20 Feb 2003 - WCAG WG Teleconference Minutes


Roberto Scano, Ian Jacobs, Gregg Vanderheiden, Ben Caldwell, Wendy Chisholm, Loretta Guarino Reid, Kerstin Goldsmith, Ken Kipnes, John Slatin, Michael Cooper, Bengt Farre, Avi Arditti, CynthiaShelly, Gian Sampson-Wild


Doyle Burnett, Lee Roberts, Roberto Ellero, Eric Velleman


Ian Jacobs summarized:

  1. How did UAAG 1.0 solve the problem of conformance flexibility?

    A very simplified answer is by modularizing the document and dividing the requirements along several axes. Developers can claim conformance using these different axes.

  2. How did UAAG 1.0 solve the problem of subjective requirements?

    By dividing general requirements into smaller, more precise requirements.

There were several questions about how much leeway developers were given and how easy it is for a developer to ignore major parts of the specification.

One of the axes that people found most interesting is "applicability." Ian explained that there are cases where UAAG requirements don't apply. Thus, a developer can say "we think the following checkpoints don't apply..." To diminish abuse, we narrowed it down to 3 scenarios where someone could use the applicability label. e.g., no tables in svg, thus svg viewer could claim those checkpoints are not applicable. There was interest in seeing how this might apply to WCAG but it wasn't clear how to apply it without inadvertently dividing some of the checkpoints by disability or ensuring that the clause couldn't be abused. There was also concern about making conformance too complex.

We raised lots of questions about scope of claims and discussed the benefits of machine-readable claims.

The discussion questions for this call were:

While we didn't resolve these completely, here is some headway:

UAAG Conformance summary by Ian Jacobs

WCAG 1.0 has 3 levels of conformance. 3 level was not sufficient for UAAG. We made it modular and have 5 axes. e.g., Checkpoints related to speech synthesis are grouped and have a label. To claim conformance to that group, use that label in the conformance claim. Wanted to allow conformance even if the person didn't do every checkpoint. We still have A, AA, and AAA, but also content type labels that correspond to output types: VisualText, Image, Animation, Video, Audio, Speech. For example, Lynx could claim conformance even tho it doesn't render Image, Video and Audio.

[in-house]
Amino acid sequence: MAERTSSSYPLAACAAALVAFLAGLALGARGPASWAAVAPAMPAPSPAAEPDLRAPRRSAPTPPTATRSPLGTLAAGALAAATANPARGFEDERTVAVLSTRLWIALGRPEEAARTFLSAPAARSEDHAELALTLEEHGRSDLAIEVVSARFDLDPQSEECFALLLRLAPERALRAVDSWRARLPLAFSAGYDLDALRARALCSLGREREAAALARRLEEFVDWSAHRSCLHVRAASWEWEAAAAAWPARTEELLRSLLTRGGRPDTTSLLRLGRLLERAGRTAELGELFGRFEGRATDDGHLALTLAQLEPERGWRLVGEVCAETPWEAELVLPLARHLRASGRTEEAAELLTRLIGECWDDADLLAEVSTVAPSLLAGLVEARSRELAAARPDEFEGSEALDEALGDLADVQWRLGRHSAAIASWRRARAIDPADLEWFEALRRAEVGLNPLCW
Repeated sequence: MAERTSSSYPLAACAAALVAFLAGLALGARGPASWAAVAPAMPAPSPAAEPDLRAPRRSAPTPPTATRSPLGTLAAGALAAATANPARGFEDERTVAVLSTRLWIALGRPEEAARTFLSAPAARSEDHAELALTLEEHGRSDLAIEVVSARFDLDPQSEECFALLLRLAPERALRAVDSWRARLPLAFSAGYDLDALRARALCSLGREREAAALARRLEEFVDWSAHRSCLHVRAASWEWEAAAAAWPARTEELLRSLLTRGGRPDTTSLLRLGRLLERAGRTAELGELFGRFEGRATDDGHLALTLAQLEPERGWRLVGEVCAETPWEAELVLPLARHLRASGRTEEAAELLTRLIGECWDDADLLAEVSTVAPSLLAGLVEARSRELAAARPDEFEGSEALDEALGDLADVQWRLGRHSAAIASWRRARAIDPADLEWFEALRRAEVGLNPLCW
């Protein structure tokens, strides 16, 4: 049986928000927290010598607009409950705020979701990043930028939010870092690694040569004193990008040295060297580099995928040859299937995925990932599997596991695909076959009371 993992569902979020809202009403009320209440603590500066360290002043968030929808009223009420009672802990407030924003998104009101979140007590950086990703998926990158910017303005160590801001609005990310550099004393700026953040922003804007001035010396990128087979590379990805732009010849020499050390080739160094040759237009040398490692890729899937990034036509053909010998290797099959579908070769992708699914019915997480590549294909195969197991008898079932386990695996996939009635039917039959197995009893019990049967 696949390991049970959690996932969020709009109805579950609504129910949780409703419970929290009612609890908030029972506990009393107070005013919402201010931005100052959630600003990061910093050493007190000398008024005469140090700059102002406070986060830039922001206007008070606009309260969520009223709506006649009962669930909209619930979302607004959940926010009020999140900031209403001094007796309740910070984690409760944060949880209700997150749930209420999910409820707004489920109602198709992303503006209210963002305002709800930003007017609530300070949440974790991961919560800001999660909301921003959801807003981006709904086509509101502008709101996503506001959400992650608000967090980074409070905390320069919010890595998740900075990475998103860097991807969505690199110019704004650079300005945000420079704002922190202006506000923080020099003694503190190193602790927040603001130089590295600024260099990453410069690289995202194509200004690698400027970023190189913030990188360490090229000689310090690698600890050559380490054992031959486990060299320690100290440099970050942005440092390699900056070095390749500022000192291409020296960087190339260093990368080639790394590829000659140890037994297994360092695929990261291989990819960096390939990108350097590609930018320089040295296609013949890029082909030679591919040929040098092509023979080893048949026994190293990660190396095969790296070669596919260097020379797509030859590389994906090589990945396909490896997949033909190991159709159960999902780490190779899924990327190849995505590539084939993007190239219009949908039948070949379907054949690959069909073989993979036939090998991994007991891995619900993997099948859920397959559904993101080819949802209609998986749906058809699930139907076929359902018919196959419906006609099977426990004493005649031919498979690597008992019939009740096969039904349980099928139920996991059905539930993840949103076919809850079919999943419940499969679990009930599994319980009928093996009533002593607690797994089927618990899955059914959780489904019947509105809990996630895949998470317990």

Also have another axis (and thus another label) for: events, selection, and input modality. Also, have a label for applicability: there are cases where uaag requirements don't apply. thus, a developer can say "we think the following checkpoints don't apply..." To diminish abuse, we narrowed it down to 3 scenarios where someone could use the applicability label. e.g., no tables in svg, thus svg viewer could claim those checkpoints are not applicable.

Another benefit of labels is that they are easily referencable from another spec.

Question: clarify "operable from keyboard"

There are optional ways to conform. for uaag 1.0, the target User Agent has a keyboard and that guided the development of requirements. A developer can get extra credit if they do extra things. They get that credit by including additional label in conformance claim. It still constitutes conformance, but not baseline conformance.These are all subsets of requirements.

Compared to wcag 1.0 - where there were only 3 subsets - in uaag 1.0 there are several. The cost of flexibility is complexity but the verbosity allows people to easily compare claims.

Some approaches to conformance that the UAWG rejected:

Question: How many user agents conform to UAAG 1.0?